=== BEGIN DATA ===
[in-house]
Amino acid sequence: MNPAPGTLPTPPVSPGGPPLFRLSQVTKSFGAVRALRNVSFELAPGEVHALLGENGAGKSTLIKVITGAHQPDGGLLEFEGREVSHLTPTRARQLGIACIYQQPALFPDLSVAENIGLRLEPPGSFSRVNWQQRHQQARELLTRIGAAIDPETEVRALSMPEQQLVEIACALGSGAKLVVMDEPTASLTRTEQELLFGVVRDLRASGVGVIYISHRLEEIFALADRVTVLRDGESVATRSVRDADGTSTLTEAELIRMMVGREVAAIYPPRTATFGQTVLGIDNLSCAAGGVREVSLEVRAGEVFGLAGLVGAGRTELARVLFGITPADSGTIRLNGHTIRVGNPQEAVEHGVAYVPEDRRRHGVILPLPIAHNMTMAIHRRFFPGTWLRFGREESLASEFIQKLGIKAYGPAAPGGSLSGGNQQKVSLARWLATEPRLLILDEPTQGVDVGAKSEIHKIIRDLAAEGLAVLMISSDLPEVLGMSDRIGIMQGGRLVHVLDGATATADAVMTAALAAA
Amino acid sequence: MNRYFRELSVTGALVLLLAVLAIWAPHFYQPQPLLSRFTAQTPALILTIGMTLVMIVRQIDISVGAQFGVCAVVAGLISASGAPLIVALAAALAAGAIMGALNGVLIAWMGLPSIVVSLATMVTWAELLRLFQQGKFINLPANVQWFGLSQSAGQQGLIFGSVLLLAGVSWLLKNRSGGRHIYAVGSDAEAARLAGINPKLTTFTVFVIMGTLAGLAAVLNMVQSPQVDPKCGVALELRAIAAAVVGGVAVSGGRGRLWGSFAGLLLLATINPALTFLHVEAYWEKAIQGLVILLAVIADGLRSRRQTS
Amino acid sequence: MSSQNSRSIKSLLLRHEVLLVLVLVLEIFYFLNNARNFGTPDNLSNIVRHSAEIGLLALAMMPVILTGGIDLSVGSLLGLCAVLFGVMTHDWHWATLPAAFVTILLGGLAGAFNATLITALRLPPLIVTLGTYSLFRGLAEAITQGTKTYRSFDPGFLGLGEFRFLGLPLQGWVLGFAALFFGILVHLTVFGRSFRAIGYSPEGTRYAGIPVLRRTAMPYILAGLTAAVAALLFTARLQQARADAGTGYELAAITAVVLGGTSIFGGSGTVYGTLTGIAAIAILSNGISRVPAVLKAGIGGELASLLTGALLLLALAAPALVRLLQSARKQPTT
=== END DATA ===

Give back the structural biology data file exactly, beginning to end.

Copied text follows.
[in-house]
Amino acid sequence: MNPAPGTLPTPPVSPGGPPLFRLSQVTKSFGAVRALRNVSFELAPGEVHALLGENGAGKSTLIKVITGAHQPDGGLLEFEGREVSHLTPTRARQLGIACIYQQPALFPDLSVAENIGLRLEPPGSFSRVNWQQRHQQARELLTRIGAAIDPETEVRALSMPEQQLVEIACALGSGAKLVVMDEPTASLTRTEQELLFGVVRDLRASGVGVIYISHRLEEIFALADRVTVLRDGESVATRSVRDADGTSTLTEAELIRMMVGREVAAIYPPRTATFGQTVLGIDNLSCAAGGVREVSLEVRAGEVFGLAGLVGAGRTELARVLFGITPADSGTIRLNGHTIRVGNPQEAVEHGVAYVPEDRRRHGVILPLPIAHNMTMAIHRRFFPGTWLRFGREESLASEFIQKLGIKAYGPAAPGGSLSGGNQQKVSLARWLATEPRLLILDEPTQGVDVGAKSEIHKIIRDLAAEGLAVLMISSDLPEVLGMSDRIGIMQGGRLVHVLDGATATADAVMTAALAAA
Amino acid sequence: MNRYFRELSVTGALVLLLAVLAIWAPHFYQPQPLLSRFTAQTPALILTIGMTLVMIVRQIDISVGAQFGVCAVVAGLISASGAPLIVALAAALAAGAIMGALNGVLIAWMGLPSIVVSLATMVTWAELLRLFQQGKFINLPANVQWFGLSQSAGQQGLIFGSVLLLAGVSWLLKNRSGGRHIYAVGSDAEAARLAGINPKLTTFTVFVIMGTLAGLAAVLNMVQSPQVDPKCGVALELRAIAAAVVGGVAVSGGRGRLWGSFAGLLLLATINPALTFLHVEAYWEKAIQGLVILLAVIADGLRSRRQTS
Amino acid sequence: MSSQNSRSIKSLLLRHEVLLVLVLVLEIFYFLNNARNFGTPDNLSNIVRHSAEIGLLALAMMPVILTGGIDLSVGSLLGLCAVLFGVMTHDWHWATLPAAFVTILLGGLAGAFNATLITALRLPPLIVTLGTYSLFRGLAEAITQGTKTYRSFDPGFLGLGEFRFLGLPLQGWVLGFAALFFGILVHLTVFGRSFRAIGYSPEGTRYAGIPVLRRTAMPYILAGLTAAVAALLFTARLQQARADAGTGYELAAITAVVLGGTSIFGGSGTVYGTLTGIAAIAILSNGISRVPAVLKAGIGGELASLLTGALLLLALAAPALVRLLQSARKQPTT